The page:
A trading update from bookmaker William Hill PLC (LON:WMH) due on Wednesday will likely be all about the outlook, particularly in the short-term as the UK government’s new lockdown restrictions threaten to force the bookmaker to shutter some of its stores in affected areas as Britain tries to flatten out the infection rate of a second coronavirus wave.
However, the UK situation will only be part of the story, with the US likely to be the subject of the longer-term focus as the company is seemingly on the cusp of being snapped up by Las Vegas casino operator Caesars Entertainment, which made a GBP2.9bn offer for the group last month.
With William Hill’s board seeing the bid at a level they would consider, any updates on the process will be closely eyed, as well as any notes on US strategy as the firm seems set on pivoting across the Atlantic to avoid the looming spectre of increased regulations in the UK betting market.
UK inflation on the rise
Pantheon Economics expects September’s UK consumer prices (CPI) report, released on Wednesday, to show that inflation rose to 0.6% from 0.2% in August, in line with the consensus estimates but above the 0.3% rate forecast by the Bank of England in August’s Monetary Policy Report.
It is unlikely, however, that the headline inflation rate will exceed 1% until the second quarter of 2021, giving strong grounds for the BoE to sign off more quantitative easing (QE) before the end of this year, Pantheon added.
The downward pull on the headline rate from the energy components likely lessened only marginally in September.
Electricity and natural gas prices were unchanged in September, while motor fuel’s contribution to the headline rate likely increased by a mere 0.02 percentage points, due to a 0.2% month-to-month rise in prices.
In addition, food inflation probably rose only to 0.5% in September, from 0.4% in August, driven by a base effect, lifting its contribution to the headline rate by just 0.01pp.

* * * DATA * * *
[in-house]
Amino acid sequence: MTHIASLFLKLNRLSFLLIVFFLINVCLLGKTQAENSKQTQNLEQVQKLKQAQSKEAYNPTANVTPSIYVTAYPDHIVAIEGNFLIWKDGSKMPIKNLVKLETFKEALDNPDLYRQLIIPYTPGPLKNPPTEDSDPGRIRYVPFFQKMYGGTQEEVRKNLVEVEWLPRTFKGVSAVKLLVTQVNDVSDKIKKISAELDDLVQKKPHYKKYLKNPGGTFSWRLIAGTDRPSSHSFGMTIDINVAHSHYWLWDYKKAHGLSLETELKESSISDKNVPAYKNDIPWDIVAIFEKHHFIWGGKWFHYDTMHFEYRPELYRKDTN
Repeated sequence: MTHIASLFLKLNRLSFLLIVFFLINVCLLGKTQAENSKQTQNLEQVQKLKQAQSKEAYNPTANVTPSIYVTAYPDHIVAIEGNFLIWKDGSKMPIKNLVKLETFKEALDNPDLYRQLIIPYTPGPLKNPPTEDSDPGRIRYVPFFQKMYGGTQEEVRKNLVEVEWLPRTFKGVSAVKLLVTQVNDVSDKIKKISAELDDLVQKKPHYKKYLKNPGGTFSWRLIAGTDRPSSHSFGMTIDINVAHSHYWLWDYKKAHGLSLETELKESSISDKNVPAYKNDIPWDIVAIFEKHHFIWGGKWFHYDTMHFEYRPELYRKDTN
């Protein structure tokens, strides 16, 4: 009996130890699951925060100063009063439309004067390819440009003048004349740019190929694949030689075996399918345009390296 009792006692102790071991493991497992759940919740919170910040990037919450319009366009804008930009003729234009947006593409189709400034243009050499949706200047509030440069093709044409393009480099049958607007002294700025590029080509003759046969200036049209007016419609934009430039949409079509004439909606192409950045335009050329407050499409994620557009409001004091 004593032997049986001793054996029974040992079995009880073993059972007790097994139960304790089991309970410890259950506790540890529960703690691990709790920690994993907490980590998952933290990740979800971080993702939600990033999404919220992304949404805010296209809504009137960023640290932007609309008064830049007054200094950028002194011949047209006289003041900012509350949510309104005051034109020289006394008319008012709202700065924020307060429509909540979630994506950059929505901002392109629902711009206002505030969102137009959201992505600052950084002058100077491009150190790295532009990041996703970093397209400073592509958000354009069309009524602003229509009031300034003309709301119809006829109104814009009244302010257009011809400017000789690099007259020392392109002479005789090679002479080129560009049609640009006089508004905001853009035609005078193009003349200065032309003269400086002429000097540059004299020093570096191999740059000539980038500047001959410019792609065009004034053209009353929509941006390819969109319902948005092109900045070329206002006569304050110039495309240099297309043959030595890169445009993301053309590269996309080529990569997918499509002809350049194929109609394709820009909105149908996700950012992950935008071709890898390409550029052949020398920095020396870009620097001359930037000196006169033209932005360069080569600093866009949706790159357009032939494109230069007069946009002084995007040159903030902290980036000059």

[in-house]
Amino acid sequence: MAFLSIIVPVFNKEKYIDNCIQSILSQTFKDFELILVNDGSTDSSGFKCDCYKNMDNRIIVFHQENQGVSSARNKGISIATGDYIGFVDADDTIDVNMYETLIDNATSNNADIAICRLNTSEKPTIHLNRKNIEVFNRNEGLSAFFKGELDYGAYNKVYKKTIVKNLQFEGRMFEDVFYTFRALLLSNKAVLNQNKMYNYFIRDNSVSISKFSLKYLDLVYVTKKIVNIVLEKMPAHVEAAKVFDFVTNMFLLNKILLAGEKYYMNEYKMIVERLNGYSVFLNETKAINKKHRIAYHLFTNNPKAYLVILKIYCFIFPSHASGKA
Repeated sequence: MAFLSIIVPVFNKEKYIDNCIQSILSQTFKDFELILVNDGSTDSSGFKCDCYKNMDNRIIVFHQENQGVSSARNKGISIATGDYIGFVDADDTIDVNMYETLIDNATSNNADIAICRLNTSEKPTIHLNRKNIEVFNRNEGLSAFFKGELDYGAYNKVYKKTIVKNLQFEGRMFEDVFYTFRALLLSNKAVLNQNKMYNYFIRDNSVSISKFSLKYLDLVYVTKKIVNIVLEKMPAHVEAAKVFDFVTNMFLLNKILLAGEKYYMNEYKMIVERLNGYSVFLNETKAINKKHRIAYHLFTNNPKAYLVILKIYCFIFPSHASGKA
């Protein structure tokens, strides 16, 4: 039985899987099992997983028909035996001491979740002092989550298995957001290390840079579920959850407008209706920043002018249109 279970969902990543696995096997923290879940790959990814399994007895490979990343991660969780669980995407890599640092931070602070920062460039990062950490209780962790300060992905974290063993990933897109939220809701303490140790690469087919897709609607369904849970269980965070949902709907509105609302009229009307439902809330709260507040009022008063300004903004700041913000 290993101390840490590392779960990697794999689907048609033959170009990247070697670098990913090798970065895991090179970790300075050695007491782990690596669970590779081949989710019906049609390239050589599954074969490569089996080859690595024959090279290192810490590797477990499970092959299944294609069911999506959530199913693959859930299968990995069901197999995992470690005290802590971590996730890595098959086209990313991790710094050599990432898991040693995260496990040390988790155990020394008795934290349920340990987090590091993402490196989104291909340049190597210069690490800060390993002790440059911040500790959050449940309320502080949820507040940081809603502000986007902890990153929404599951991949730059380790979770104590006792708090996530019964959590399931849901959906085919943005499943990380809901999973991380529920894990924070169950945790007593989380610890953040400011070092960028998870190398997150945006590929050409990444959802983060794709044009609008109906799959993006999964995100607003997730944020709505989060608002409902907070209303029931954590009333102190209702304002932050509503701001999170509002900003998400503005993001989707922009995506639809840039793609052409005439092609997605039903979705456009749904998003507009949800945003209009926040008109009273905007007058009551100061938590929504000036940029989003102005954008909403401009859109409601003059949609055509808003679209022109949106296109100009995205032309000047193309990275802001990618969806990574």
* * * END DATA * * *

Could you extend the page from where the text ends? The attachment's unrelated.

Granted, food and energy prices were little changed in September, and core goods inflation probably fell, but the end of restaurant discounts and a recovery in air transport inflation likely boosted services inflation, Pantheon noted.
Tesla revving up
Tesla pushed global deliveries to 139,300 in the third quarter and recently announced price cuts across its models as it looks to accelerate production to 181,000 in the final three months of the year to meet founder Elon Musk’s 500,000 target for this year.
With the electric car manufacturer’s shares up 426% this year there is a lot at stake for Tesla and Musk.
“The key catalyst for Tesla in the short-term is the growing EV market in China which is supplied through its Gigafactory in Shanghai and the outlook for China sales is key to how the stock price will react,” said Peter Garnry, head of equity strategy at Saxo Bank.
“The historical absolute change around earnings releases has been around 9.5% and we expect a lot of volatility around Q3 earnings simply because of the enormous momentum in the stock price this year.”
Significant events expected on Wednesday, October 21:
Economic data: UK inflation